Lessons Learned from an Unseasonably Warm Autumn


I took this photo of a field of Gaillardia growing on a hillside on the Leslie Spit back in July before The Worst Drought in Fifty Years took a hold and sent lots of plants into hiatus on a short term or permanent basis. On a return visit in late August I found only a few blanket flowers blooming and many of the plants looking half baked. Gaillardia are an excellent drought tolerant flower but even the heavy hitters have their limit.


We went back to this spot yesterday afternoon on what is reported to be the warmest Canadian Thanksgiving on record reaching over 30 degrees C here in Toronto. In fact we’ve had an amazing Fall overall with plenty of sunshine, warm temperatures, and enough rain to bring our gardens out of the late summer’s drought-induced coma. Evidence of this turnaround is everywhere. The Gaillardia, among other flowers at The Leslie Street Spit have made a turnaround with a second coming of colourful blooms and lots of fresh new growth.


I’ve still got basil and other tender plants in-ground and producing new growth in both my community garden plot and out on the roof. Amazingly, I haven’t even brought my citrus trees indoors to overwinter and they are both still producing tiny fruit.

While I am enjoying a delay in putting my summer gear away I have to admit that I do find the warm temperatures a little bit disturbing since it is a continuation of a trend we saw last year with winter staying mild and rather un-winter-like until well into January. From another vantage point I am fascinated by the way the plants are adapting (or not) to a warmer Fall — instead of going dormant as many of them would at this time of year, plenty of plants just keep keeping on. And some, like the tomatoes and curcubits have either prematurely succumbed to poor conditions early on or are experiencing a second wind after a short break. The sole surviving zucchini plant living in a pot on my rooftop deck has started making flowers again. I have never had a zucchini plant shut down for a while and then come back with a brand new set of leaves and another harvest! As bad as this warm weather may be for the long term, I am learning a lot from really getting first-hand experience of how an extended growing season works in warmer climates. While I have done my homework and know what to expect and I have even experienced second harvests from some early-producing plants in the past, this whole experience is quite different and has been really educational.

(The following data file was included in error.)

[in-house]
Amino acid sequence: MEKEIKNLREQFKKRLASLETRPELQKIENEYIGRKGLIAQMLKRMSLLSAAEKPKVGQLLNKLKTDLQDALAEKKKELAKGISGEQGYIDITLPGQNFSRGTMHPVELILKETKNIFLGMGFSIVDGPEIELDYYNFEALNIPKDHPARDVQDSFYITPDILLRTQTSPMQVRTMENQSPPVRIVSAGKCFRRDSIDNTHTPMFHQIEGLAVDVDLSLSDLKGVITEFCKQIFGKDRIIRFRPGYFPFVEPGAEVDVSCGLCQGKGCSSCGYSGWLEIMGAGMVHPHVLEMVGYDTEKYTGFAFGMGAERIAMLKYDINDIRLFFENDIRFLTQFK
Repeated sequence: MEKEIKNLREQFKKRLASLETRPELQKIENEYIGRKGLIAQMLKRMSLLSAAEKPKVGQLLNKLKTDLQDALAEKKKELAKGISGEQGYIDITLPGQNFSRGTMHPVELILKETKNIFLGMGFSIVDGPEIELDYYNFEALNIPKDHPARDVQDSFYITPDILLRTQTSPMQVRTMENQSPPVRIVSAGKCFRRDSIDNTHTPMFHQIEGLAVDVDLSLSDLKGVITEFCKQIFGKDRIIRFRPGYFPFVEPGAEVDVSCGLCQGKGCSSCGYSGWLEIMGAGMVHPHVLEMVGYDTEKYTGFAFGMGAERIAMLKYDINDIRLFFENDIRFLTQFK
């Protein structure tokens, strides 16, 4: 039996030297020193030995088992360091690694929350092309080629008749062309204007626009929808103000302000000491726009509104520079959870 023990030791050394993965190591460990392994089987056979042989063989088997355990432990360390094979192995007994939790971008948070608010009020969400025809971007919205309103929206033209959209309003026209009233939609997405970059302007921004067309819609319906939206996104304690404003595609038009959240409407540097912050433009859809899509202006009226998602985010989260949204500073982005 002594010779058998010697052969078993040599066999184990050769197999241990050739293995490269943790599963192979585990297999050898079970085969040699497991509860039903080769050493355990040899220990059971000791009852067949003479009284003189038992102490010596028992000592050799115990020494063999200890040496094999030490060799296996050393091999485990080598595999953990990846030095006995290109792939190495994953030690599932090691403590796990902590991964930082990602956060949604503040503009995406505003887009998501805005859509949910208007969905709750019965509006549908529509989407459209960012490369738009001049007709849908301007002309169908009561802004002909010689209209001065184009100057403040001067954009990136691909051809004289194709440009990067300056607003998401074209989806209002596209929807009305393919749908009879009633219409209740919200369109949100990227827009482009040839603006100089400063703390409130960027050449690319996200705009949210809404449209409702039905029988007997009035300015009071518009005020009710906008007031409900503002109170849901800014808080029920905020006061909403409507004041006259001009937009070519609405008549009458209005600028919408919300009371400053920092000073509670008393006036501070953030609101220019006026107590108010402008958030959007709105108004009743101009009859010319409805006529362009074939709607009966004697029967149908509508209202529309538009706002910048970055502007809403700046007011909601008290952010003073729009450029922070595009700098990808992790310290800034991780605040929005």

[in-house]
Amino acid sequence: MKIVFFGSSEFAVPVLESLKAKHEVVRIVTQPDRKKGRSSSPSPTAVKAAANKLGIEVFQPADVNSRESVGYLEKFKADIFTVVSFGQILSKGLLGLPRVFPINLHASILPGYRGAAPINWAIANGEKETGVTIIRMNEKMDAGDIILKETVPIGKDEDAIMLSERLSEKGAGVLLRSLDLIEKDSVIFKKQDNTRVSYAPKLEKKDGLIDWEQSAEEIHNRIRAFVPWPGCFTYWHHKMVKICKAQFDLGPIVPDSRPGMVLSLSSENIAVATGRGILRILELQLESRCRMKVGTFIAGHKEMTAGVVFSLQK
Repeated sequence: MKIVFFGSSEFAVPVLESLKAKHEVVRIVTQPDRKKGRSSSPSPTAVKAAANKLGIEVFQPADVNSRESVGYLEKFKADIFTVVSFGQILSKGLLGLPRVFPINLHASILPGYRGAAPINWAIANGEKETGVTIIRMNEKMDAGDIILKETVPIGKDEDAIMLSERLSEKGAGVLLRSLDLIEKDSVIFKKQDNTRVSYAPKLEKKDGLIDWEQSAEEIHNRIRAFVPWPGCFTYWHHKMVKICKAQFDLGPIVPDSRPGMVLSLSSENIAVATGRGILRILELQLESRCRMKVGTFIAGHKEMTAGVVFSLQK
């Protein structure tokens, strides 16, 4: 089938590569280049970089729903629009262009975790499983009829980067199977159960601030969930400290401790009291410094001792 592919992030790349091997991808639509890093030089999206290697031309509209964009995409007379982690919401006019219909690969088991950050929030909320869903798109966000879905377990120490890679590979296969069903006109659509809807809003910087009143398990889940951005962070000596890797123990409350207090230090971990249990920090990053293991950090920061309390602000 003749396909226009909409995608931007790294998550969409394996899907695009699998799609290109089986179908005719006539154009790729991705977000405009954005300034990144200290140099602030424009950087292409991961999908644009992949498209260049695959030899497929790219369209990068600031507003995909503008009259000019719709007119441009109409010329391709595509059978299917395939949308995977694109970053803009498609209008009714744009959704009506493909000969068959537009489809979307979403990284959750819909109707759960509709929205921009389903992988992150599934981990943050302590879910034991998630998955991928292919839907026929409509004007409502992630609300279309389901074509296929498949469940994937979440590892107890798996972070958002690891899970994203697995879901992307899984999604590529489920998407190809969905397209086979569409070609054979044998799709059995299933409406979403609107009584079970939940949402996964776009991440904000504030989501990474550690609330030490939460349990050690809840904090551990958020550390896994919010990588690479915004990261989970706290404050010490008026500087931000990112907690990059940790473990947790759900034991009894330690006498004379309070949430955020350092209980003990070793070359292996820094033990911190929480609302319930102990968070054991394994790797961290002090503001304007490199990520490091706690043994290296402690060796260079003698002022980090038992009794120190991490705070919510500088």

This shifting nature of… well… nature is one of those things that makes gardening so interesting and challenging — no matter how much you know you can never know everything. And just when you think you’ve working things out and have got the perfect system in place, nature throws in a curveball or two. Gardening from year-to-year is never, ever the same. As intimidating as that can be, knowing perfection is unattainable is also very freeing and the unpredictability is certainly never boring.

Gayla Trail
Gayla is a writer, photographer, and former graphic designer with a background in the Fine Arts, cultural criticism, and ecology. She is the author, photographer, and designer of best-selling books on gardening, cooking, and preserving.

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5 thoughts on “Lessons Learned from an Unseasonably Warm Autumn

  1. Ciao Gayla-

    I hear you! I’ve got silly tomatoes thinking it’s August, growing to the point of having me do additional tying up. I had intended to yank out the dwarfs out front, but they’re still producing. Tristan’s cosmos finally decided to flower in a huge way, his cherry tomatoes are still giving us a couple of cups each day, and we’re still getting about 2 lbs of beans per week. The raspberries and blackberries are also still producing about 2 cups of fruit per week. I have enough tomatillos for the entire GTA!

    The main thing I’m concerned about at the moment is my basil, not for the leaves, for the seeds. I’ve got a lot of varieties out there that I wouldn’t mind saving, but the seeds are still immature and the racemes haven’t stopped flowering at the top. I’m praying that this warmth will last long enough for the seeds to ripen to black so I can snip off all the racemes before frost arrives.

  2. Hi Gayla!
    Welcome to what gardening in Southern California is like – it’ll most likely still be in the mid-to-late 80′s until after Thanksgiving, which seems wrong – that’s salad eating weather, not turkey/stuffing/mashed potatoes eating weather!
    But the second spring is nice. Having fresh tomatoes in December is nice. Peas, kale, carrots … I feel strange complaining when the bounty keeps coming.
    But it IS getting warmer. Every year. And that scares me.

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